When Shani Himanshu and Mia Morikawa, who together make up CellDSGN, discuss the venture, one gets the impression that this endeavor is a labour of love. Apart from their involvement with Arvind’s R&D sampling, they have begun working directly with craftsmen on independent khadi-denim developments. Says Mia, “The process, from plucking the cotton to hand stitching, is so time consuming. Everyone touching the denim has to be engaged with it on quite a personal level, you can see their intentions for the fabric like a personal signature. It has been incredible to document how the artisans infuse their life within this inanimate object in such a spirited way, kind of the opposite of what happens with conventional denim.”
Himanshu has been wearing a pair of khadi-denim jeans handstitched by Virender, one of the artisans, since 2011. He says, “Once we went through the whole process it made us wonder why anyone would want a machine to touch it because it goes through so many hands…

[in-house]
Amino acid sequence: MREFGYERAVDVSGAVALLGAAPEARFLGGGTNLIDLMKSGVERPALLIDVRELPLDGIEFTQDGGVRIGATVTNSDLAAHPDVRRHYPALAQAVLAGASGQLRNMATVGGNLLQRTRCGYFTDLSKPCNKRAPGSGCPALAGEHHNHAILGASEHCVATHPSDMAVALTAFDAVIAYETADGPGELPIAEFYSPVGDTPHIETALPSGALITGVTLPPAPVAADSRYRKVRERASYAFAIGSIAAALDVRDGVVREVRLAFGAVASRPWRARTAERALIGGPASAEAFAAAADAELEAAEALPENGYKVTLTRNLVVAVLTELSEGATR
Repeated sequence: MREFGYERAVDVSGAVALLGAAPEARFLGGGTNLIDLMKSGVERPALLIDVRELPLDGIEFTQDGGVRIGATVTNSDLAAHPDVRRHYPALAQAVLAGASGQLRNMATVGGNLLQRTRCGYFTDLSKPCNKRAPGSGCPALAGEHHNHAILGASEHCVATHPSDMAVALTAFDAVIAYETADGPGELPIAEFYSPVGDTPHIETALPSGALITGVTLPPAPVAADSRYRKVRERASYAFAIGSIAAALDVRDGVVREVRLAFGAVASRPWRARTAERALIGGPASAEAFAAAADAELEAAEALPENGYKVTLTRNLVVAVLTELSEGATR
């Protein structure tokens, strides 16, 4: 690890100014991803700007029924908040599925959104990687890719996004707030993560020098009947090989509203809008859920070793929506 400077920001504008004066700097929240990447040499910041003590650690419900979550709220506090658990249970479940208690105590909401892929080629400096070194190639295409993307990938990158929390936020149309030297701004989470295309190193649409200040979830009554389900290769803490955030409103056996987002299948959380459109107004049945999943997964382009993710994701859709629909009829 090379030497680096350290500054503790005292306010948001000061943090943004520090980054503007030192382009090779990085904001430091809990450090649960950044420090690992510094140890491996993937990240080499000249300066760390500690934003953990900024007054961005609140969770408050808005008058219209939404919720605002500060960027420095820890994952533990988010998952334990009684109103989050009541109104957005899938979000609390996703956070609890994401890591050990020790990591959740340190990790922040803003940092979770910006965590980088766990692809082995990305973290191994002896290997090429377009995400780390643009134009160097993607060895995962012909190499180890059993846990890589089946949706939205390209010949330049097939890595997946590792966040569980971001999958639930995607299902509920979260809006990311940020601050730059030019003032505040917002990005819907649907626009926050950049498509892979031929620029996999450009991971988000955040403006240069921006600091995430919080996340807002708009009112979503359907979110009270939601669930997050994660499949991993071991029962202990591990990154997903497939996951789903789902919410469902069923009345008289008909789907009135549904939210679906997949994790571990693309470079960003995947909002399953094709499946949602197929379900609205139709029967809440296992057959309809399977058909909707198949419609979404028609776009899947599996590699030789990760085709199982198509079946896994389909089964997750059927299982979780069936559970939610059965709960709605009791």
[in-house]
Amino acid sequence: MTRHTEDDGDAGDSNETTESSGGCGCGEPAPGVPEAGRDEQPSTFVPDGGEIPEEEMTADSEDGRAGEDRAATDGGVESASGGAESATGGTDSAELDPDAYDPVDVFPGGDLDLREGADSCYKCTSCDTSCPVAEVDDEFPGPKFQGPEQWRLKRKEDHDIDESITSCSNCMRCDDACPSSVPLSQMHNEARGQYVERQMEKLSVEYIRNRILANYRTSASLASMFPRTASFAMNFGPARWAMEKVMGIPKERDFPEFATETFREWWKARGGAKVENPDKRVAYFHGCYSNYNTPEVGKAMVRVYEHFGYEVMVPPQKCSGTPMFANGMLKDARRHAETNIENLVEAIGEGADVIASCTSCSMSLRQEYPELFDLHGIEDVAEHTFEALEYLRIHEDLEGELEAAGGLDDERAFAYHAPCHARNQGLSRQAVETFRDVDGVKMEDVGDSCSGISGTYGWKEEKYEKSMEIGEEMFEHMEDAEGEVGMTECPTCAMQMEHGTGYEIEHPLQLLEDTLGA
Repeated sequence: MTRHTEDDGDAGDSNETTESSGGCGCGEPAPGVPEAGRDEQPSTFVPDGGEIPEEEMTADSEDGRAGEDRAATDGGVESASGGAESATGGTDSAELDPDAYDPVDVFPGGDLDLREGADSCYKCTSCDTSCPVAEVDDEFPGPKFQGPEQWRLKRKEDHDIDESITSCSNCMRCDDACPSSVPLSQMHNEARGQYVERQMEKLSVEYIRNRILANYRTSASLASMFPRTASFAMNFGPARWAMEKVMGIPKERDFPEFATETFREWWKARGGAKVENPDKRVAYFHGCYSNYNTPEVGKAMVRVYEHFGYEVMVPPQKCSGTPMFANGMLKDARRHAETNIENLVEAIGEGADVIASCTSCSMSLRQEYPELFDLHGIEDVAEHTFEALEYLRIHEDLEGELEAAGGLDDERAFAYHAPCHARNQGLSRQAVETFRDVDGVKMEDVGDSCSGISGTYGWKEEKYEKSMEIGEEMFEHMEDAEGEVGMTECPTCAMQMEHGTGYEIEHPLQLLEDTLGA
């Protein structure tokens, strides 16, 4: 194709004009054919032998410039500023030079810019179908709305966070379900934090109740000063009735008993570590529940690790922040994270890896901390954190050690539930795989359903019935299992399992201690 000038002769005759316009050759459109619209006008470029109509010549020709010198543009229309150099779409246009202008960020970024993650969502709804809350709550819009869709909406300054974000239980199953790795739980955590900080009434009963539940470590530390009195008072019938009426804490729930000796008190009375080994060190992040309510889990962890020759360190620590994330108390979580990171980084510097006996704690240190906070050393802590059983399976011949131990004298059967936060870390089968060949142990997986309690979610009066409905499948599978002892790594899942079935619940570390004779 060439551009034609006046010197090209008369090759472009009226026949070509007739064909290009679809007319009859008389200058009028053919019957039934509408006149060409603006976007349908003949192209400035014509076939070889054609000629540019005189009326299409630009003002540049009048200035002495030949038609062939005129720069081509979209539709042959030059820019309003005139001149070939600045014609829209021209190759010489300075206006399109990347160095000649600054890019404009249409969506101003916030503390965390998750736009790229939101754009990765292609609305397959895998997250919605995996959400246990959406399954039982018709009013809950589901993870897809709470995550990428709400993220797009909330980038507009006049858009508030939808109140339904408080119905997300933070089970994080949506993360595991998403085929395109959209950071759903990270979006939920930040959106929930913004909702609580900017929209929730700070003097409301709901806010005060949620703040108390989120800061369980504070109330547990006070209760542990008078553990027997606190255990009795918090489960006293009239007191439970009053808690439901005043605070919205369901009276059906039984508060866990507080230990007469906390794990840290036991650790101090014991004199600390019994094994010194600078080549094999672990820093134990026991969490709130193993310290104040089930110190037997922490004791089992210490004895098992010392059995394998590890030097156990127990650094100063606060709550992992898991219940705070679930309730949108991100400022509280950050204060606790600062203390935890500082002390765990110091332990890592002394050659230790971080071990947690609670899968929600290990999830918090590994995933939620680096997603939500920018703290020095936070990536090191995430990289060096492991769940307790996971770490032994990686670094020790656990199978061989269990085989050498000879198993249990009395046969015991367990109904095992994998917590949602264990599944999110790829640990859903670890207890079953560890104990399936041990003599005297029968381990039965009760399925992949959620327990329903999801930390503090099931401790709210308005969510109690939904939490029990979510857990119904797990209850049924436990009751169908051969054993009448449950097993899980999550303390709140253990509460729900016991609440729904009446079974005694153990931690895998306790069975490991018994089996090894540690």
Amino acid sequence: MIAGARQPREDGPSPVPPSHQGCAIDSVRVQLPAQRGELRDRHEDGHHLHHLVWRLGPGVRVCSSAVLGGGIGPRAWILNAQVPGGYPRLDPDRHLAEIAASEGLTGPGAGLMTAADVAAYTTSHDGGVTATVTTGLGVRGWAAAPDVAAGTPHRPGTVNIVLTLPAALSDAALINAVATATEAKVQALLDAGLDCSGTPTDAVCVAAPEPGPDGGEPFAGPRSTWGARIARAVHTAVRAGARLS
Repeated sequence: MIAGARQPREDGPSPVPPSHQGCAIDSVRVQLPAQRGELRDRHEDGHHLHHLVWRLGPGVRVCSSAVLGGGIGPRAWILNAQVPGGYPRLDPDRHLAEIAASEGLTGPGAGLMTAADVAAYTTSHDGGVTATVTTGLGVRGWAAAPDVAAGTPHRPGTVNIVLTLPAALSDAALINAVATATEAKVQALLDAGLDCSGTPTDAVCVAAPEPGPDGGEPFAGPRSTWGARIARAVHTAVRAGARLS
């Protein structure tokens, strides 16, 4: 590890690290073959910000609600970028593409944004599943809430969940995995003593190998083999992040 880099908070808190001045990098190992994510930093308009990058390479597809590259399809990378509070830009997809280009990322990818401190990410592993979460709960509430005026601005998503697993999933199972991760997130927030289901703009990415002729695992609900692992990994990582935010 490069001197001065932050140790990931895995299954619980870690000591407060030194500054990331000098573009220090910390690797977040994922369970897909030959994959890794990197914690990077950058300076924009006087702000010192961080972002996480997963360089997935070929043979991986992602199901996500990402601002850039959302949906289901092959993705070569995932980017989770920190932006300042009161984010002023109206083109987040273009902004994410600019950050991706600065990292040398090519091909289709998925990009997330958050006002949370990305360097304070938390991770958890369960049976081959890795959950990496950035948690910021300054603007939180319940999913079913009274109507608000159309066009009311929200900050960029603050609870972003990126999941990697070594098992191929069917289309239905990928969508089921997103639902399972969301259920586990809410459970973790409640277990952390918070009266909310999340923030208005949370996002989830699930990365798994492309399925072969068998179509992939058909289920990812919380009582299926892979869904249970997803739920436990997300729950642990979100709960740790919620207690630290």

…It takes a month to make the fabric, each with its own signature, character and weaver’s story. Being handmade it has an elasticity and comfort to it. There are certain stitches that have been designed from a hand stitch for denim to give it strength and flexibility – the crotch, for example, is stitched with chain stitch. A machine-made shirt is stitched with a single long stitch, which doesn’t have either. I’ve shown the fabric to Italian denim makers to hear their thoughts on it because they understand denim’s history: they felt the idea of producing this way today was maddening but were very happy that it was being done.” As a result, their brand 11.11 also produces its own in-house khadi-denim, entirely made by hand, retailing for Rs.25,000. The special edition case which carries the elements used in making khadi-denim is Rs.40,000. Speaking in depth about the artisanal production process, he says, “One person makes the entire stretch of fabric, there’s no assembly line. Denim is usually made with specialized machines that have different attachments for each stage, and it is assembled during mass production. In this case, one person stitches everything – like in a couture house.”